What is ozone?
Ozone is a gas that is reactive, colorless, and has a strong odor, which, if inhaled, may cause lung damage. Ozone is formed through chemical reactions of oxygen in the air with other chemicals. Ozone is normally created in the upper atmosphere by sunlight or electrical charges (i.e. lightening) on normal oxygen. It can also form in the lower atmosphere when hydrocarbons (such as evaporating fuel, paint, and dry cleaning fluids) and nitrogen compounds mix with sunlight or electrical charges.
Ozone may be generated indoors by photocopy machines, laser printers, ion-generating air cleaners, and brush-type electrical motors such as sewing machines. Indoor ozone, however, turns back into oxygen on contact with indoor surfaces such as walls or furniture.
In the upper atmosphere, ozone has a beneficial effect by absorbing the harmful ultraviolet rays of sunlight. At the earth’s surface, ozone is harmful to crops, forests, building materials and the health of humans and animals. Warm, sunny days with little wind and no rainfall help to form ozone, and unhealthy levels can occur, especially in cities. Ozone can be blown long distances from highly populated areas. Ozone levels are usually higher in the afternoon and early evening after traffic and industry have released large amounts of ozone-forming materials into the air.
How does ozone exposure affect my health?
Ozone irritates the respiratory system and may cause health problems by damaging lung tissue, reducing lung function, and making the lungs more sensitive to other irritants. These health problems can occur at levels found in many cities during the summer months. It not only affects people with existing breathing problems, but also can affect healthy children and adults. Persons especially sensitive to ozone exposure are the elderly, infants, children, persons with existing respiratory issues such as asthma or allergies, asthmatics, chronic respiratory patients, pregnant women, smokers, and persons with lung cancer, cardiovascular disease or immune system deficiency. Symptoms include: irritation of the eyes, nose and sinuses; shortness of breath; chest pain; and wheezing or coughing. Other less common symptoms include: blurred vision, headache, nausea, vomiting, and fatigue.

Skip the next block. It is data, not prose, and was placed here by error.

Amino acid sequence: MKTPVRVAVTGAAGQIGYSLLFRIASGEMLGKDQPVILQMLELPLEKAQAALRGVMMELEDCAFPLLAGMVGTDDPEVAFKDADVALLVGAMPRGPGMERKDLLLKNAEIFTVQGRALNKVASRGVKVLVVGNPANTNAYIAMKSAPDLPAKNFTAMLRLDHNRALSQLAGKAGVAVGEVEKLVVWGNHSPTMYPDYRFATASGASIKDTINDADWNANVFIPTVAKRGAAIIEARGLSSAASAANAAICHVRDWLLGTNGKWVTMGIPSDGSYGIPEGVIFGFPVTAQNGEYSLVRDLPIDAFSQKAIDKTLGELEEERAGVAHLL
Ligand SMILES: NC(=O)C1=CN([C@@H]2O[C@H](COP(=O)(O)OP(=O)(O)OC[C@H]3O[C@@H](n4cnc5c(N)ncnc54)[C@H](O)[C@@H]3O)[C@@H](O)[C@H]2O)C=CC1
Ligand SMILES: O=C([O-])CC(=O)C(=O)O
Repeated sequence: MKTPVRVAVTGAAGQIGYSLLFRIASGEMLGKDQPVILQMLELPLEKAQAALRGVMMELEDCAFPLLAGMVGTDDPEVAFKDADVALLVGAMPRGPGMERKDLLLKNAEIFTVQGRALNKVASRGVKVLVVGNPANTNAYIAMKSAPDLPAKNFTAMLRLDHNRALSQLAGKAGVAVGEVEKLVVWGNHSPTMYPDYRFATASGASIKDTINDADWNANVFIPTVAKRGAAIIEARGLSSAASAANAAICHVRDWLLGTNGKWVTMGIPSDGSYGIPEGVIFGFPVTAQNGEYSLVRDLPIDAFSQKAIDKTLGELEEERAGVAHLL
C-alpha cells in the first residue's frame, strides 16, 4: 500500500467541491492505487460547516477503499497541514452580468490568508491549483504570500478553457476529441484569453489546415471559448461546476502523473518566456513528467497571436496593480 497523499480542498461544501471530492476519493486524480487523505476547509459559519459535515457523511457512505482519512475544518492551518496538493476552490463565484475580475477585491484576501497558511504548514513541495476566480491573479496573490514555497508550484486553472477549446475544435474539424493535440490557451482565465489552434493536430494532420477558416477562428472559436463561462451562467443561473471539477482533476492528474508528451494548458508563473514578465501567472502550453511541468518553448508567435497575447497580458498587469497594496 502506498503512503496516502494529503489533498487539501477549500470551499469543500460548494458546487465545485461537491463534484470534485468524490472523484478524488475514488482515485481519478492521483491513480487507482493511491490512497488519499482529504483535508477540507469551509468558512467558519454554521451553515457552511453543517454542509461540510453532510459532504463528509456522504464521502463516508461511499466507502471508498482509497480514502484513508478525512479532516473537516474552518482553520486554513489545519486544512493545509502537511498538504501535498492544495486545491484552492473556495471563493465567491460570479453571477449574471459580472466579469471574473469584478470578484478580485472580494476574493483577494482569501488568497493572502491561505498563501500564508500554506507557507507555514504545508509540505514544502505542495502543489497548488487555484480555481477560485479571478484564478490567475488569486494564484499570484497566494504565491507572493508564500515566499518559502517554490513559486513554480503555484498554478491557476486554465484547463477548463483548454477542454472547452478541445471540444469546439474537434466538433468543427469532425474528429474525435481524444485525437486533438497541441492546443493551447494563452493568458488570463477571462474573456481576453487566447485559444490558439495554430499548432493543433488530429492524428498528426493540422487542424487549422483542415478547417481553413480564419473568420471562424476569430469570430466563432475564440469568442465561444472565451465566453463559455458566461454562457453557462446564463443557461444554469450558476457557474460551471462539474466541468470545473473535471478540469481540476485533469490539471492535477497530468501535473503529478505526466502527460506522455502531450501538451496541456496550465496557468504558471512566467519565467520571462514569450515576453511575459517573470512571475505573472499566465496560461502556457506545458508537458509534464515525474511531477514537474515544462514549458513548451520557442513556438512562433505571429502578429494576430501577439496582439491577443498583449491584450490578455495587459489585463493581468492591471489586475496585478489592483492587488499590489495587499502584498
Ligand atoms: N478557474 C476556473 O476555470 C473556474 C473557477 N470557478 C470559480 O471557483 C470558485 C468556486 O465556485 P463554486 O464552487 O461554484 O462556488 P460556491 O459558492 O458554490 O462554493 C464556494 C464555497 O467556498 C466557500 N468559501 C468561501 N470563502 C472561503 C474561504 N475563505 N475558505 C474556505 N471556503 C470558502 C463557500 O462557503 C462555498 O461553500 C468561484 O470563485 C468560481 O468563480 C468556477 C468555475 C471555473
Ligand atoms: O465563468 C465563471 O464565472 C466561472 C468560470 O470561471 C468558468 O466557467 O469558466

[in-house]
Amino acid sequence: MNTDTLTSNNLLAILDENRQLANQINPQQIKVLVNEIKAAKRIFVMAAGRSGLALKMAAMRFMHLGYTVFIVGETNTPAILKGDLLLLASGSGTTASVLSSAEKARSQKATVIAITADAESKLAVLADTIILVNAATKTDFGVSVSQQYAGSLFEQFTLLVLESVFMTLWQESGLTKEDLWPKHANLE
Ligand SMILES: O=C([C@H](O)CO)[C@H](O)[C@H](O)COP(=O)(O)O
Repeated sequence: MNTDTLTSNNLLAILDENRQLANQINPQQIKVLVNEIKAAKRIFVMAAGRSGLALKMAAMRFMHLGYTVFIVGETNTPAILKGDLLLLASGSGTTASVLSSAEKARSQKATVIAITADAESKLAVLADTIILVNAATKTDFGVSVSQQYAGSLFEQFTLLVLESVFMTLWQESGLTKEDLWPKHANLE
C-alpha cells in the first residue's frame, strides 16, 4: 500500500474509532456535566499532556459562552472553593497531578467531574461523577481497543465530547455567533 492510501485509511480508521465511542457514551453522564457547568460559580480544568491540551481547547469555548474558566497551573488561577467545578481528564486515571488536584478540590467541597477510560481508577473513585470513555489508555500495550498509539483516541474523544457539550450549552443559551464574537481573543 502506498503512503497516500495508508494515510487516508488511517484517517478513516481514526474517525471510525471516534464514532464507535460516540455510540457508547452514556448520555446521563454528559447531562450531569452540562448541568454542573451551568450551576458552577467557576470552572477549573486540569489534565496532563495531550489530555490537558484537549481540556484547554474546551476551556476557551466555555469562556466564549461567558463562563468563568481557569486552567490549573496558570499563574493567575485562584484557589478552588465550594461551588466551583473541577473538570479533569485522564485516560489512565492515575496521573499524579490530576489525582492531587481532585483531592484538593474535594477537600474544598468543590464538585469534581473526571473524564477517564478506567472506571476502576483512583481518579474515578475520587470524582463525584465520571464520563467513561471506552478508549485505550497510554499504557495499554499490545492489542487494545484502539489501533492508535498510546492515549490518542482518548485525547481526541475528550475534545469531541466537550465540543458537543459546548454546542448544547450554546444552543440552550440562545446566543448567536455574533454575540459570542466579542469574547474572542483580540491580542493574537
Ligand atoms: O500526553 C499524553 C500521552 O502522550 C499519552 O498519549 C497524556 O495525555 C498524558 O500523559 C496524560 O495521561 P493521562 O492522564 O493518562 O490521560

The odor of ozone is noticeable at low levels; however, as the level of ozone increases, the ability to smell it may decrease. This is especially true when persons are frequently exposed to it. No odor and fewer symptoms may falsely give the impression of reduced exposure to ozone, even though further damage to health may be taking place. Children may suffer lung irritation but not notice or complain about symptoms. Even healthy individuals who exercise when ozone levels are high can experience reduced lung function leading to chest pain, coughing, wheezing and congestion.
How can I reduce my exposure to ozone?
The health effects of ozone are the same regardless of where exposure occurs -- indoors or outdoors. Ozone is always present at very low levels, but you can do certain things to reduce ozone sources indoors and limit your exposure to ozone outdoors. If you suspect you are experiencing ozone-related respiratory problems, you should contact your physician.
To reduce indoor sources of ozone:
To limit your exposure to outdoor ozone:
What does the government do to protect the public from ozone?
The outdoor air is monitored for ozone. If ozone levels exceed government standards, special health statements are issued in affected areas. If similar conditions are forecast to return the next day, an ozone advisory is issued. Some government agencies also have set limits on:
Is there a safe level of ozone in air?
The national and Illinois ambient air quality standard for ozone is 0.08 parts per million (ppm). The federal Occupational Safety and Health Administration standard is 0.1 ppm of ozone in the workplace. IDPH recommends that 0.1 ppm not be exceeded in the home. Several companies make electronic instruments that measure ozone in air.
Where can I get more information?
Illinois Department of Public Health
This fact sheet was supported in part by funds from the Comprehensive Environmental Response, Compensation, and Liability Act trust fund through a cooperative agreement with the Agency for Toxic Substances and Disease Registry, Public Health Service, U.S. Department of Health and Human Services.
Updated February 2009
of Public Health
535 West Jefferson Street
Springfield, Illinois 62761
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